On the morning that Ms. Shneyer and Mr. Kaufman visited the school, Ms. Castellano-Folk joined their tour at the end, walkie-talkie in hand. Ms. Shneyer asked several questions: Could the principal talk about the school’s approach to discipline? How did the school challenge students who were advanced? What was the interaction between the upper grades and lower grades?

The couple were satisfied with Ms. Castellano-Folk’s answers, but the school’s falling numbers were evident. That morning a dual-language kindergarten class had only five students present. A second-grade class had fewer than 20 students. Several of the schools in the district’s southern portion have kindergarten waiting lists.

Ms. Shneyer said later that she was impressed with the math program and liked the small class sizes, though Mr. Kaufman expressed concern about what low enrollment might mean for the school’s budget.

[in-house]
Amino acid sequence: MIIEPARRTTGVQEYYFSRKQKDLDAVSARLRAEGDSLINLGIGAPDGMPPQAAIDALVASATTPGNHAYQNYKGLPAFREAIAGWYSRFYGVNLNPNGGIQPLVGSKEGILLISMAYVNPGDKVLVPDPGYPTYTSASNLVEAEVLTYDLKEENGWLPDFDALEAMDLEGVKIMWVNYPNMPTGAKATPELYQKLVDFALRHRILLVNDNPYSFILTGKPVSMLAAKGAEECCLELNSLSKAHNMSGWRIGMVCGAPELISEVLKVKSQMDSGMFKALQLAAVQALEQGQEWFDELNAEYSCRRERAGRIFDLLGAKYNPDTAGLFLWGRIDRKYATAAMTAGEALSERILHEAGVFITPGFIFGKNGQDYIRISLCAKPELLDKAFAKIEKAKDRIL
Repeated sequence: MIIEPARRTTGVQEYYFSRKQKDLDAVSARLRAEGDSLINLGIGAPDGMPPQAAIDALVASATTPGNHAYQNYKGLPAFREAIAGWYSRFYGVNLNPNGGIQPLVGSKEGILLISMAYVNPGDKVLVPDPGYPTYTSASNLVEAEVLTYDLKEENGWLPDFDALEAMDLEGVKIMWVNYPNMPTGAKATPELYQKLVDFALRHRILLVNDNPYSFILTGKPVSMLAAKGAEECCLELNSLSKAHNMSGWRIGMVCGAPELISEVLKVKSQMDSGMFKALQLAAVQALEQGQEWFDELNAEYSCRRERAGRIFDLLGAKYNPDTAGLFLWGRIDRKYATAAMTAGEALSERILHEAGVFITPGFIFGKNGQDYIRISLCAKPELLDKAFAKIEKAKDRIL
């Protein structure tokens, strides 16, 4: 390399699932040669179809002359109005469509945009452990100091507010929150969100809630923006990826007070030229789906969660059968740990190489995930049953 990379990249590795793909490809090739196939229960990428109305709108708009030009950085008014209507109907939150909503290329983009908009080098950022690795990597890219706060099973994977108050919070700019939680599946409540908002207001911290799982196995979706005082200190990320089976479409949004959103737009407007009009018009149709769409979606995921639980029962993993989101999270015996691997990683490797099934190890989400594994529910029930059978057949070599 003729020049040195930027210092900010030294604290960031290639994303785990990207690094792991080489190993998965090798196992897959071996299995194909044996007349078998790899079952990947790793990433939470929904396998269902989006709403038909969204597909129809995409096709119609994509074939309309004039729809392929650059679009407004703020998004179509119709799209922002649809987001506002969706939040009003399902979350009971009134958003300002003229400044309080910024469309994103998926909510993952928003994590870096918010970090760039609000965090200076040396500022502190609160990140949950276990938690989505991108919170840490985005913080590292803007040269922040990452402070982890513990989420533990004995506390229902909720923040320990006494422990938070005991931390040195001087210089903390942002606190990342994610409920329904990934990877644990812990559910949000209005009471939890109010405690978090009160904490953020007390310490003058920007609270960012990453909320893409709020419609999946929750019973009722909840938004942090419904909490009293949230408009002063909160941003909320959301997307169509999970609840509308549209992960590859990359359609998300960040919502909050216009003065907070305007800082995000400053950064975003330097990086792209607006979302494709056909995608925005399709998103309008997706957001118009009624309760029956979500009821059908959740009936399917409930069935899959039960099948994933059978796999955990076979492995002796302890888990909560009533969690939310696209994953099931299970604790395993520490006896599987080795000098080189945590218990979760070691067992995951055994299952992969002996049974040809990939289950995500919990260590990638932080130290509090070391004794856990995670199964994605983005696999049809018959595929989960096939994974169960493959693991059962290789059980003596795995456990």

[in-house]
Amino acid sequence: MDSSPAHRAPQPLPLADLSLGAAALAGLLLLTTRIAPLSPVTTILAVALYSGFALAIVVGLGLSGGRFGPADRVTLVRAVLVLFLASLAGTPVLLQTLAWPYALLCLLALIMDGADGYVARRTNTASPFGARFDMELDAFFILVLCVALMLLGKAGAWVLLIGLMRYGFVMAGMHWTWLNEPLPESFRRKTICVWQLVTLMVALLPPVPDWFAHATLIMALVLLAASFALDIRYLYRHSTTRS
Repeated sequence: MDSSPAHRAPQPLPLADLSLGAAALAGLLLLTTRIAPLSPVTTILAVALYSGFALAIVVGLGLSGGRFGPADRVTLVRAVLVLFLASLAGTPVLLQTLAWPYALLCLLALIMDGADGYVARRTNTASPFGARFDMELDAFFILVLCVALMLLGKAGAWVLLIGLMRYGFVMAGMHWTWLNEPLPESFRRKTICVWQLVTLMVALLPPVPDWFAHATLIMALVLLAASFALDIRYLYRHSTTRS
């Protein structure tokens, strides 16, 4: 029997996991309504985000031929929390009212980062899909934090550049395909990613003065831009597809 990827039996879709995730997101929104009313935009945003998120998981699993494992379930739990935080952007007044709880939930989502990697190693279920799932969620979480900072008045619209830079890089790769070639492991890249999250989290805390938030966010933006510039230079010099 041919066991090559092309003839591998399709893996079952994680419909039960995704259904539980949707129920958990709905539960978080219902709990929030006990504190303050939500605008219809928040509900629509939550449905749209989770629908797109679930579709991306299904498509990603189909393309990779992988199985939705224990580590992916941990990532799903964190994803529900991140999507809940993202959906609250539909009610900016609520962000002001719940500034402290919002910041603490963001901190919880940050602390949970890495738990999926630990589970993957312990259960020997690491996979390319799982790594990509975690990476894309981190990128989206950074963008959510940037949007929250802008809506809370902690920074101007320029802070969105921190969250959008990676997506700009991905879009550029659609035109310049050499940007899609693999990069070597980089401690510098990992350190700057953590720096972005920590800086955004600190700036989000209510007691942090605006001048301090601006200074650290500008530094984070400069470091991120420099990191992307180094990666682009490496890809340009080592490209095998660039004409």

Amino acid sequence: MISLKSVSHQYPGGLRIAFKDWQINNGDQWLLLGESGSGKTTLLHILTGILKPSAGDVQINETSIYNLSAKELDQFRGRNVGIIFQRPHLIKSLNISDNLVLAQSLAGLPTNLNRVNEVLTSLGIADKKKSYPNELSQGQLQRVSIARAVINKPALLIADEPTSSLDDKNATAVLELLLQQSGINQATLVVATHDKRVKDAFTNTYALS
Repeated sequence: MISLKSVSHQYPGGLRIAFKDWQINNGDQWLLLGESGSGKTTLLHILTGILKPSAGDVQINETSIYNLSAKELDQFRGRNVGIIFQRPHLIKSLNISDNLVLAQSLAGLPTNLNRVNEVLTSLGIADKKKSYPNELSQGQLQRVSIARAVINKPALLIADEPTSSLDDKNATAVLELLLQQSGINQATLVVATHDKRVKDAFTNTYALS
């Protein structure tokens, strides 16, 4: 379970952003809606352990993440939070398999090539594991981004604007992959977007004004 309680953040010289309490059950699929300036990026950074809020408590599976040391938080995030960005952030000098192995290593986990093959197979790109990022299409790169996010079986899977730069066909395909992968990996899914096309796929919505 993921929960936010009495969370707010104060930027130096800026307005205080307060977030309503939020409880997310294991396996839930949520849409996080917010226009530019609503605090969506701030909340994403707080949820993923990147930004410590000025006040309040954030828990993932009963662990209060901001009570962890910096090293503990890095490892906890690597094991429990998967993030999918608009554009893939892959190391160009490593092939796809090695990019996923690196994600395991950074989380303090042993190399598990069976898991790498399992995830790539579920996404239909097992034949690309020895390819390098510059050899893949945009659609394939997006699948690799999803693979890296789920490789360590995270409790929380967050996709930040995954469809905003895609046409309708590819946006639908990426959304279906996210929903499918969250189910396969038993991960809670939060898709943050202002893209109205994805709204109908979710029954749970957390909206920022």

“That was a surprise,” he said.

“It seems like a benefit, smaller classes,” Ms. Shneyer said, adding, “People pay a lot of money to send their kids to places with low student-teacher ratio.”

The couple’s kindergarten application was due Jan. 13. Though they remained concerned about Manhattan School for Children’s demographics, they had decided to rank it first on their application.

“There’s a coherent vision for the school,” Mr. Kaufman said. “You can see that articulated through small and large decisions that are enacted through the school, and that really appealed to me.”

But the odds seemed to be against them — 989 children entered the lottery for 90 seats — so they figured their son was most likely destined to attend the dual-language program at P.S. 165, their second choice.

Source: https://www.nytimes.com/2017/04/28/nyregion/school-segregation-nyc-district-3.html?rref=collection%2Fsectioncollection%2Feducation&action=click&contentCollection=education®ion=rank&module=package&version=highlights&contentPlacement=1&pgtype=sectionfront&_r=0